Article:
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Arts in public education:

Lessons behind the ordinary

By Patrick Clark
On February 22, 2012

I do not doubt the fact that our educational system is in need

of enthusiastic math and science teachers. It is evident based on comparison of test scores that we are behind a significant number of first world countries. In fact, according to the Organization for Economic Co-operation and Development (OECD), the United States ranks 25th in science and 17th in math behind countries such as South Korea, Australia and Norway. Obviously it is in the best

interest of our society to make an attempt at closing this gap and pushing for a more rigorous education of our children. Unfortunatly, due to the emphasis on math and science many propose that arts programs be cut in order to spend more time and energy on improving the math and

science test scores. Yet, I wonder if cutting these programs is really what is needed for improvement in these areas.

My major is music education. Now, I know you will say I am biased when I say that there really is no need to cut an arts program in a school. Of course I am. I have spent the past four years of my life preparing and working so that I can educate students in music and help them to discover the

benefits of learning a musical instrument or singing. However, let me argue a legitimate reason for keeping arts programs in schools that has nothing to do with my own desire for a job. So much of our culture today is based on the arts, both visual and aural. Consider for a moment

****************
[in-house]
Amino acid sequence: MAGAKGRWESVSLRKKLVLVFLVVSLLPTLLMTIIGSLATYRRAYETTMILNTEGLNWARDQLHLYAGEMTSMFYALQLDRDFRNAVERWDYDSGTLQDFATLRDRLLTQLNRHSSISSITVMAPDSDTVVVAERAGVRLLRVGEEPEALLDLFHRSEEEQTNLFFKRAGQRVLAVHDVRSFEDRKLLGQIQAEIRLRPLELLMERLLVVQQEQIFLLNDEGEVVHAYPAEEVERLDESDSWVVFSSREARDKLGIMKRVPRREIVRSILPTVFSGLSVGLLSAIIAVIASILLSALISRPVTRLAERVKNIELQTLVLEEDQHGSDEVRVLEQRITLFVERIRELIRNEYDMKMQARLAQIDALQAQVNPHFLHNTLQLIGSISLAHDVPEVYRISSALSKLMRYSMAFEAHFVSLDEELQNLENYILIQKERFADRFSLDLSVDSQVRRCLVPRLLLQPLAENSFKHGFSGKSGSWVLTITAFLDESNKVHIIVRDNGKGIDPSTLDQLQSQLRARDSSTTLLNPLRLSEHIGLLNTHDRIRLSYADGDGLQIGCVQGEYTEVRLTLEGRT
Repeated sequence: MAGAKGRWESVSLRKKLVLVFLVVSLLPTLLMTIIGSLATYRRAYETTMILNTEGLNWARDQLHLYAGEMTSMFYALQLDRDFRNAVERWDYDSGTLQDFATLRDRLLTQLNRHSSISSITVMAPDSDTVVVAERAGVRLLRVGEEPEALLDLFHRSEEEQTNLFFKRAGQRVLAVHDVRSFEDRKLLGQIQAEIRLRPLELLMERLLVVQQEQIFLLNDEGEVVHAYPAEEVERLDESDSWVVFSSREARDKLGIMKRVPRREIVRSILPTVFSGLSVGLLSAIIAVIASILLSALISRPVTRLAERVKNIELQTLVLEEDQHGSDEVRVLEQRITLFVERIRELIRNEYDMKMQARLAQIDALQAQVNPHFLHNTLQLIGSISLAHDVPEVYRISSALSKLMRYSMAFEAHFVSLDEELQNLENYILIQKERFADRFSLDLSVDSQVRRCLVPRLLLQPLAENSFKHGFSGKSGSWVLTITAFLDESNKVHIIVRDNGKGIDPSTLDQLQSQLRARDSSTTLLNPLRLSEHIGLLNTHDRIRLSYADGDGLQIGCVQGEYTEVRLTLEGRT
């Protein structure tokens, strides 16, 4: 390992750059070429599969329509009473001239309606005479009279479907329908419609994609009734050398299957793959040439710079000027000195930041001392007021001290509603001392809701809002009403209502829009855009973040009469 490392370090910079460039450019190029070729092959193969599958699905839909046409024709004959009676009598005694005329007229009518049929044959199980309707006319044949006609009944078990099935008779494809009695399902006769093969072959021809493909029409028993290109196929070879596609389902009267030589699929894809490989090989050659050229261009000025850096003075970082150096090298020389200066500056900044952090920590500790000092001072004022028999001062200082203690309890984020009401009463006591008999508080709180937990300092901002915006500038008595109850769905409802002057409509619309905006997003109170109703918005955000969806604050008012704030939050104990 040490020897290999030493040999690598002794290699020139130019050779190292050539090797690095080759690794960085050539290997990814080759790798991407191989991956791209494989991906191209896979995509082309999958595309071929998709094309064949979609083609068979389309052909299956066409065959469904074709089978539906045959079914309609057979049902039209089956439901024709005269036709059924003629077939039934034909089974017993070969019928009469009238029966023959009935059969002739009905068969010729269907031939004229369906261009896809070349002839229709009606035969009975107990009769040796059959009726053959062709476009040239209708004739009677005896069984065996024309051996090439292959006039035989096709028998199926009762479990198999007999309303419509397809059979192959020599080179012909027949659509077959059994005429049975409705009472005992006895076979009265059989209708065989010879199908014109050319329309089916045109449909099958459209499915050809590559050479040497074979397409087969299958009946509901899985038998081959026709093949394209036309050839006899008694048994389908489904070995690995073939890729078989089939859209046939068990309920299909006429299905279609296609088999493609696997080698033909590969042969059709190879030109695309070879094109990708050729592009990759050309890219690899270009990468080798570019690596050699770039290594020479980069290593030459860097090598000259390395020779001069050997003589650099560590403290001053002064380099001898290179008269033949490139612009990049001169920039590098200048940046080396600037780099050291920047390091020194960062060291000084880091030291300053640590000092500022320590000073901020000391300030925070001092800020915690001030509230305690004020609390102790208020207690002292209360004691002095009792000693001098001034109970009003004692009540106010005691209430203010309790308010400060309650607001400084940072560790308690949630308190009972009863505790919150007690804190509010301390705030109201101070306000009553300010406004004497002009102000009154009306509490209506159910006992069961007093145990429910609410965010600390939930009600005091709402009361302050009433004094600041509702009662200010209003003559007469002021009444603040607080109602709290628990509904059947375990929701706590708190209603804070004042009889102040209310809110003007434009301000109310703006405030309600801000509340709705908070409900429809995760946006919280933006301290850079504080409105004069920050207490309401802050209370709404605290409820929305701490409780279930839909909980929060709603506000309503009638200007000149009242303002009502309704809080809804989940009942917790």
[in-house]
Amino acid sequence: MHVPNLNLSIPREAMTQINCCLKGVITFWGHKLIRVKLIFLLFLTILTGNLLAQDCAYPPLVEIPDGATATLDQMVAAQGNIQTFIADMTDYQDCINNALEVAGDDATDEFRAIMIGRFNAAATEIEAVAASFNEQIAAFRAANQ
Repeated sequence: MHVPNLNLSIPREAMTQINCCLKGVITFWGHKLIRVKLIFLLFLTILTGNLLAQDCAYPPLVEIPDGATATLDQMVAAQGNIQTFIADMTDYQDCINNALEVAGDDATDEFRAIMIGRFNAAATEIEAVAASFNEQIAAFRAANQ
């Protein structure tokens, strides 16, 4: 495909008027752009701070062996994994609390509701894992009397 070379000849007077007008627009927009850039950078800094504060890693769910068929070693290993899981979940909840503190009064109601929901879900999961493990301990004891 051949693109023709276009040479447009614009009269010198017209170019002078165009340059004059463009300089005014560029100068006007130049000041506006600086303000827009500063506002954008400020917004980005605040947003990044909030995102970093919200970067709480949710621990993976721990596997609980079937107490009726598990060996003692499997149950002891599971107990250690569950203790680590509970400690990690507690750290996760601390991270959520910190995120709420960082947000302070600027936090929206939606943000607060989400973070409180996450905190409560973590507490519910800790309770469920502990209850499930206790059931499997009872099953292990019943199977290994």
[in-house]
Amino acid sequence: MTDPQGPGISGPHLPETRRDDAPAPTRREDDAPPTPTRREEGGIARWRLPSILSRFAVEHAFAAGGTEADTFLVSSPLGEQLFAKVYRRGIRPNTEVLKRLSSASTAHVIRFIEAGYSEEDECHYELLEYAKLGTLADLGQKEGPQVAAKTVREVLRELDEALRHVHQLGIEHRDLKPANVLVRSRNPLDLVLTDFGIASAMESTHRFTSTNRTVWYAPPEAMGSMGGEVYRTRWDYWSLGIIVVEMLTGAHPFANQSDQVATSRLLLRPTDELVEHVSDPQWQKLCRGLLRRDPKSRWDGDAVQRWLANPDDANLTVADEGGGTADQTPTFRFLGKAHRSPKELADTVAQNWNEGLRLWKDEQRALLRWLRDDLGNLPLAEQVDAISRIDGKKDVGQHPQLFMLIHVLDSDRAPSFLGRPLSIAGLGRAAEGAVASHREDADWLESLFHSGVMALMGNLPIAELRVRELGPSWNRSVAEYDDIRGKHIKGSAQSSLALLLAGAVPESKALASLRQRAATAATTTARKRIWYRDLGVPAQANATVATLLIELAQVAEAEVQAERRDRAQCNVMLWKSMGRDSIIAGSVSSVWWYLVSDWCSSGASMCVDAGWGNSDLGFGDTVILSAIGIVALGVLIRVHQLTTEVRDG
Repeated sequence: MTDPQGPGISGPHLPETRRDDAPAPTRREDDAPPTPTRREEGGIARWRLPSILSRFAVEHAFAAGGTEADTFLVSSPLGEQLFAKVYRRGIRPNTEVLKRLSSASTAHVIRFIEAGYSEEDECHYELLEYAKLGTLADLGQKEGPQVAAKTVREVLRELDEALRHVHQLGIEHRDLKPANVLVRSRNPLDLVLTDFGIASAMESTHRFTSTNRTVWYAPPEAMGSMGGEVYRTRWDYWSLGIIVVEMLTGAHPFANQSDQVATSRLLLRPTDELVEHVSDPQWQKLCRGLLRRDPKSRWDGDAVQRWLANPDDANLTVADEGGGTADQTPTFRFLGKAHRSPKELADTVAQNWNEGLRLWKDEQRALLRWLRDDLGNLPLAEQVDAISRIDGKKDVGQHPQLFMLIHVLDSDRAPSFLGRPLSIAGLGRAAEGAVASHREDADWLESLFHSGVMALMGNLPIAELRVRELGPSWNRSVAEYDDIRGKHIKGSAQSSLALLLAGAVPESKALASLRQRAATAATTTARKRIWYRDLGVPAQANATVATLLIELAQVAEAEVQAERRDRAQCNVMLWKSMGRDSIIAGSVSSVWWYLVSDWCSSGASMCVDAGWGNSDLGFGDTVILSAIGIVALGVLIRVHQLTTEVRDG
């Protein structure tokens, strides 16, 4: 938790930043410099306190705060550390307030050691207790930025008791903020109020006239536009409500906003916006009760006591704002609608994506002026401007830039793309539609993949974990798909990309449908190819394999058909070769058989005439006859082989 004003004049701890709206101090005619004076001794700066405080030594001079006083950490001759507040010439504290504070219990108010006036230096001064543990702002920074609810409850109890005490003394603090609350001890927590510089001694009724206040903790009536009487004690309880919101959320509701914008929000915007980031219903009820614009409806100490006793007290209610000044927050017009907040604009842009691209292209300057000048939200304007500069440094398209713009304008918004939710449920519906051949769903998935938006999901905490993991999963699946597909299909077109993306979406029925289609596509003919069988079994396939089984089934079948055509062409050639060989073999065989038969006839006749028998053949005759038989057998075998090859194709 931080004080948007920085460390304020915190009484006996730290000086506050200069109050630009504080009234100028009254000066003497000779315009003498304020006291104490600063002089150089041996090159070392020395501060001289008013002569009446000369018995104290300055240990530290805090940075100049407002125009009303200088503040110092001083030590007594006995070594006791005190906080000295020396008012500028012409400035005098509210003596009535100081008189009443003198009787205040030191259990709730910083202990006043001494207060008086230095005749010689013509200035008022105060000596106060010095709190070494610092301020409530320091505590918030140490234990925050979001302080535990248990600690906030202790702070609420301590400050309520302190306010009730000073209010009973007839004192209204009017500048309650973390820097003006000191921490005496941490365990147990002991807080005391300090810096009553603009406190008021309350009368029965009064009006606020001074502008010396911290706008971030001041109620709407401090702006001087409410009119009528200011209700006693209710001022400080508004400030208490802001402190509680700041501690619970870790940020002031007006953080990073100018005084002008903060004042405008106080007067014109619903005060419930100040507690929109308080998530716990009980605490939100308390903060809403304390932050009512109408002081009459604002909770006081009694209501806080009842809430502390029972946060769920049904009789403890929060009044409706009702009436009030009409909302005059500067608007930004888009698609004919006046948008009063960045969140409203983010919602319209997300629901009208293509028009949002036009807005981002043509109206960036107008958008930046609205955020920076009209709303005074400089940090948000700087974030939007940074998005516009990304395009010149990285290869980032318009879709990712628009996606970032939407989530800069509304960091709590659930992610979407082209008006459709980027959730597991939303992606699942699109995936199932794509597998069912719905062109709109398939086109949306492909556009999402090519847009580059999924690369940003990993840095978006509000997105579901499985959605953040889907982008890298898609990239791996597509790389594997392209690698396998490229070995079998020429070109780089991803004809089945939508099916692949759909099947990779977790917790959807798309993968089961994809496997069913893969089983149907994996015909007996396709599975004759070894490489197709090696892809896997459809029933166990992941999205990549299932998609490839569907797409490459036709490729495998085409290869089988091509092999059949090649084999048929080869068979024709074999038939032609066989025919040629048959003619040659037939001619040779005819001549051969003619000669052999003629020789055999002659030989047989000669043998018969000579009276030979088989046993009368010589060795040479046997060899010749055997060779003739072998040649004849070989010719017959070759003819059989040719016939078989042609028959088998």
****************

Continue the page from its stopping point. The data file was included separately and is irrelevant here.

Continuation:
watching a movie like Lord of the Rings or Harry Potter. I can not imagine trying to watch either of those without its soundtrack or sound effects. As an experiment, view the opening scene of Star Wars muted. I will guarantee

when you turn the sound back on that you will be happy some band director taught composer John Williams in the 40's. The emotion and effect that is added to the experience

is beyond anything that can simply be acted out or done

with visual effects on a screen. Speaking of visual effects, are they not pieces of artwork in themselves? Originally, animated movies were all drawn out in the traditional manner before being transferred to film. I pity all the children that never get to see a newly created Disney movie because a school administrator decided that painting, drawing and sculpture is not "necessary" to the education of their students. I respectfully, but adamantly, disagree.

Moving away from the movie scene, one can see that there are a variety of things in everyday life that require the need for an artist. For example, a bridge or roadway, though maybe not glamourous, need an architect to design them.

At the risk of potentially insulting architects I would say that they are, at a very simple level, artists. I could name several other significant fields such as interior design, clothing design, carpentryand business administration. But my point is that the arts foster creativity and imagination in a

way that we need as a society, not only in order to enjoy that life but also to survive it. Therefore, I propose that school administrators take a long and hard look at the long term

benefits of not only keeping the arts in their schools but also encouraging them instead of looking at the short term and basing their decisions off test scores. Use the arts for their benefit of creativity and broad thinking and they will do nothing but help students, test scores and our culture in the long run.

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